World’s Largest Tiger Prawn Farm Taking Shape

On the far north coast of Australia’s Northern Territory, on the border with Western Australia, lays an expanse of clay flats that doesn’t look like much at the moment. Yet this is the location of Project Sea Dragon, a $2 billion prawn farm dream from Seafarms Group, the Australian reports.

tiger prawns in China
Tiger prawns at a seafood buffet in China (credit: Siow Jian Ming, Flickr)

Prawn species are crustaceans similar to shrimp but typically larger and classified as freshwater when it comes to farming. Prawn aquaculture has been practiced in the Pacific for decades, from southeast Asia to island nations, and Australia.

At first, the vision of the world’s largest black tiger prawn farm seemed unlikely to meet fruition. But slowly the environmental approvals, agreements with indigenous landholders, and investment groups began to arrive. The NT and WA governments have committed to build a year-round road into the region and buyers are lining up to get a piece of this massive market.

Project Sea Dragon should be completed by 2025 and will produce 150,000 tons of black tiger prawns annually valued at $1.7 billion, exported to high-end consumers in China, Japan, and Europe. Prawn breeding will take place at a center in Exmouth, WA, hatched at the hatchery near Darwin, and grown out over six months in ponds on the clay flats north of Kununurra. The company also plans to build a $200 million prawn processing plant, which will employ over 200 locals, and hopes the federal government will assist in developing the small Wyndham port through which they can export frozen prawns to Asia.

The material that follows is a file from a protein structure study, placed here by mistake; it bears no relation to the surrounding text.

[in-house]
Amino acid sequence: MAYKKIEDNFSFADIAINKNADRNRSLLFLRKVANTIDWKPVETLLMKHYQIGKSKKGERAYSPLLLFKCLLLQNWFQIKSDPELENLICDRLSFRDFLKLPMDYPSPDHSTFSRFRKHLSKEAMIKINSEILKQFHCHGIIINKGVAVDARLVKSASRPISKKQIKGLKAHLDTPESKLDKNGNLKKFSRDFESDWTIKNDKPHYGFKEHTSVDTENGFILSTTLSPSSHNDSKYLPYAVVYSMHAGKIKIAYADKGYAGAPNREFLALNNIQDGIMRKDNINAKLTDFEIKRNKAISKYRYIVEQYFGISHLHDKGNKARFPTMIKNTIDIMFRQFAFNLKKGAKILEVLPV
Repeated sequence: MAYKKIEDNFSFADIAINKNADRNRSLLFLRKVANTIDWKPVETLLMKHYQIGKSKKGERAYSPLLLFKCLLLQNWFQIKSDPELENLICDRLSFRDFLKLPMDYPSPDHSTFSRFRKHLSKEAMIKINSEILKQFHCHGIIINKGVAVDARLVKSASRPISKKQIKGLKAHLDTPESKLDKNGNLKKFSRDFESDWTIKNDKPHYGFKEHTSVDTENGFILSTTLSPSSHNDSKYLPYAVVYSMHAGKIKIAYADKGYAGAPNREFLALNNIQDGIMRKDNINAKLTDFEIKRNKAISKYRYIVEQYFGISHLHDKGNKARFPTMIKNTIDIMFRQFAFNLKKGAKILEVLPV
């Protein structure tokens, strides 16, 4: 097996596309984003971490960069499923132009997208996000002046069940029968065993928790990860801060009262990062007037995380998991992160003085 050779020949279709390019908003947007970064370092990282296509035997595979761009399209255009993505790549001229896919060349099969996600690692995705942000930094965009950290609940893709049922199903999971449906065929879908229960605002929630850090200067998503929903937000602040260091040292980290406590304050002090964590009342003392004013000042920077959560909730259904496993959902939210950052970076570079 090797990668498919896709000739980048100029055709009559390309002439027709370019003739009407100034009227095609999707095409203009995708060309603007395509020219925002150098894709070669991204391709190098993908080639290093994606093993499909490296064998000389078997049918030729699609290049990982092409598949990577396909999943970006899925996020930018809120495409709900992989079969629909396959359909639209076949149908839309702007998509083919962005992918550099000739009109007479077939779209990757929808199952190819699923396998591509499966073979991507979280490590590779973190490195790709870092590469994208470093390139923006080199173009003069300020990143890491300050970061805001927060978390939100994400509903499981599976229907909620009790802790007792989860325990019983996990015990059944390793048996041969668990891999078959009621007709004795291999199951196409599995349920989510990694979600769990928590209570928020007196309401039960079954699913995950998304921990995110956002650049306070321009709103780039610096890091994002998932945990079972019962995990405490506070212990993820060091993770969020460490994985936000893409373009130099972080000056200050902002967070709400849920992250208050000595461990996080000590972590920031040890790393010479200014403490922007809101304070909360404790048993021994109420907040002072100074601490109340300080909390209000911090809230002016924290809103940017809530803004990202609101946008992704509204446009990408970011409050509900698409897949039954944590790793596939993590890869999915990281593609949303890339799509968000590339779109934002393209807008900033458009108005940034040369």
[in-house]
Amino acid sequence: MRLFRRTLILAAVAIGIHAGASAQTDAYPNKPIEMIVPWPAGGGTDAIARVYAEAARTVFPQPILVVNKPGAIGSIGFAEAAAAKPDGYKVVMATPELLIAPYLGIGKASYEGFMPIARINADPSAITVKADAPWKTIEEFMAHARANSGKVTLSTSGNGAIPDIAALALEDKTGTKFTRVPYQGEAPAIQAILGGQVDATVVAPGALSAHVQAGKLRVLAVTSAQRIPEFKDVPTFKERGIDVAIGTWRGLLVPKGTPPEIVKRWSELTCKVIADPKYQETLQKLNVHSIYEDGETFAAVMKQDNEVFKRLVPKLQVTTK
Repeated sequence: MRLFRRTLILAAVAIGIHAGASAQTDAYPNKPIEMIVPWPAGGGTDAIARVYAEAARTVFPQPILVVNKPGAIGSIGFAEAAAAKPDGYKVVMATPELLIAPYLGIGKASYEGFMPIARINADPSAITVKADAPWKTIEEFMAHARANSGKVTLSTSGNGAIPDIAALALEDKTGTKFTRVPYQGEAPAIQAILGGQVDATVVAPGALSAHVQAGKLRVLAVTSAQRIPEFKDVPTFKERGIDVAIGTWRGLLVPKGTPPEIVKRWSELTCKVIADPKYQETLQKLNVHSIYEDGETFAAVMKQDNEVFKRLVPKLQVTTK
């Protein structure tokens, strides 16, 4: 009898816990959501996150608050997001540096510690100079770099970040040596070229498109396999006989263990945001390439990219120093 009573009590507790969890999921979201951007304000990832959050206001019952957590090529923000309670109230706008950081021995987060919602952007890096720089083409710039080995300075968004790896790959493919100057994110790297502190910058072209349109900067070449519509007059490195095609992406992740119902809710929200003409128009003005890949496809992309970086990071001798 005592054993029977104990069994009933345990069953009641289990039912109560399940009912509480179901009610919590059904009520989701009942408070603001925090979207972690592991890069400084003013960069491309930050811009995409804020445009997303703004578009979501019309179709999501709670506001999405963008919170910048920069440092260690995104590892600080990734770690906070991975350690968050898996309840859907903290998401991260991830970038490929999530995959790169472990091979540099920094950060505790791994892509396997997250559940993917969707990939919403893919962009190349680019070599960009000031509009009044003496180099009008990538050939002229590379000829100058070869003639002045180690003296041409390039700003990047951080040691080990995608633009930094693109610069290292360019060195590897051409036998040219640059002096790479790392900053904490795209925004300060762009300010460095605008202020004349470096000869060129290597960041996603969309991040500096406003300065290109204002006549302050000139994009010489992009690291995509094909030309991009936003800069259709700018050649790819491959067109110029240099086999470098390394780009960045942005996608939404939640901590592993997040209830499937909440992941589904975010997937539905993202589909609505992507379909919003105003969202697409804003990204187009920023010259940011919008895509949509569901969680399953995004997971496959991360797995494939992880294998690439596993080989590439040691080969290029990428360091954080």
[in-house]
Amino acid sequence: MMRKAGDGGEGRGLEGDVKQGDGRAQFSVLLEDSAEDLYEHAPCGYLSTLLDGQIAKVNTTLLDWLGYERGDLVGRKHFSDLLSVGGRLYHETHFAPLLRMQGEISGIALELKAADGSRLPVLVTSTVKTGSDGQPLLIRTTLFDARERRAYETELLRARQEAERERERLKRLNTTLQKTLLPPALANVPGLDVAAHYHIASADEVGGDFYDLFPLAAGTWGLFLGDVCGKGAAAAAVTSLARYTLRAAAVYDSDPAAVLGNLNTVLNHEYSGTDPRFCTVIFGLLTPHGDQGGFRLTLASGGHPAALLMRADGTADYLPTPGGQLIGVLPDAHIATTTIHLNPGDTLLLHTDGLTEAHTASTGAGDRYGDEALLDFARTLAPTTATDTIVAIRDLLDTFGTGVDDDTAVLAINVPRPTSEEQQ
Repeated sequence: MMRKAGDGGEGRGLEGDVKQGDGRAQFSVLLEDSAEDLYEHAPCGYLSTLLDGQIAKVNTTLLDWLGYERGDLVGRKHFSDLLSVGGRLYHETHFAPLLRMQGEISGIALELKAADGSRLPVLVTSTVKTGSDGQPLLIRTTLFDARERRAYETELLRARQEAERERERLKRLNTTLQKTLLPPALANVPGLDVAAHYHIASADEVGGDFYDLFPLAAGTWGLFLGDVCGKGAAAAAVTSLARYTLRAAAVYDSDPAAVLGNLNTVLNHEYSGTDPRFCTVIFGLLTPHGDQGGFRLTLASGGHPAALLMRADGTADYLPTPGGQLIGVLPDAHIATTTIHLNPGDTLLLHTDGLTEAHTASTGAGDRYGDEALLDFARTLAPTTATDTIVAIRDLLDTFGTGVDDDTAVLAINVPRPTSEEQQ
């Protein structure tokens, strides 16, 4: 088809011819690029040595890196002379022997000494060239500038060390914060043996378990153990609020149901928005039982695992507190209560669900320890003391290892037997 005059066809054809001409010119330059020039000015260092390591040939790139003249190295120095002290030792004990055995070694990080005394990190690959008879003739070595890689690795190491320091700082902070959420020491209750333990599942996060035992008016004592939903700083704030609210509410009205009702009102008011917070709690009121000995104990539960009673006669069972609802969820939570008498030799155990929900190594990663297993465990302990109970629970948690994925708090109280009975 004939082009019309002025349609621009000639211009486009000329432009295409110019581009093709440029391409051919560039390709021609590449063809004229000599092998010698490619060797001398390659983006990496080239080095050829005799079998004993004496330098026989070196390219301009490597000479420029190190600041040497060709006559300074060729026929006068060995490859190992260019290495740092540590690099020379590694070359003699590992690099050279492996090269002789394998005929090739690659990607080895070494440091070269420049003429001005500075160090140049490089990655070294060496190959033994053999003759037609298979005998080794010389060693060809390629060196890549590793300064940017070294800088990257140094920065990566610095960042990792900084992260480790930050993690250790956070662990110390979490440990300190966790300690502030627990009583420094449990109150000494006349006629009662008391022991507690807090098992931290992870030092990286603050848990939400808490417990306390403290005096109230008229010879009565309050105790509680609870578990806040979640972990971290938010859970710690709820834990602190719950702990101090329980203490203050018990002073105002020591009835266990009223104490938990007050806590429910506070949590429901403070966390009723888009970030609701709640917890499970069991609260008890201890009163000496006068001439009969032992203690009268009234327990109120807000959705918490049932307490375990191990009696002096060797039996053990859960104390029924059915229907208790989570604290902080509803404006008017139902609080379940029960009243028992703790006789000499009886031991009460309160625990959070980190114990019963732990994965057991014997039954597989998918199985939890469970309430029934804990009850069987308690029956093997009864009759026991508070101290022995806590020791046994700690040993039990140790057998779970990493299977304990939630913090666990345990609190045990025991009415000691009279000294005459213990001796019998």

While there are several more details to achieve – building 120 ponds that are 10ha each and producing thousands of tons of prawn each year will require over 200 workers and therefore also the construction of a village – each step in the business model has been addressed and Seafarms next plans to finalize their financial structure.

The project has been well received due to the potential for creating jobs and high-value goods. The appropriate environmental assessments have approved the project and ponds will be built on land instead of pens in open water. Project Sea Dragon appears to be another example of aquaculture helping to meet the enormous demand for seafood in a sustainable manner.

Seafarers prawn trial pond
Searfarms executive director Harley Witcombe at a prawn trial pond. (credit: Aaron Francis, TheAustralian.com)

Read the full report at TheAustralian.com


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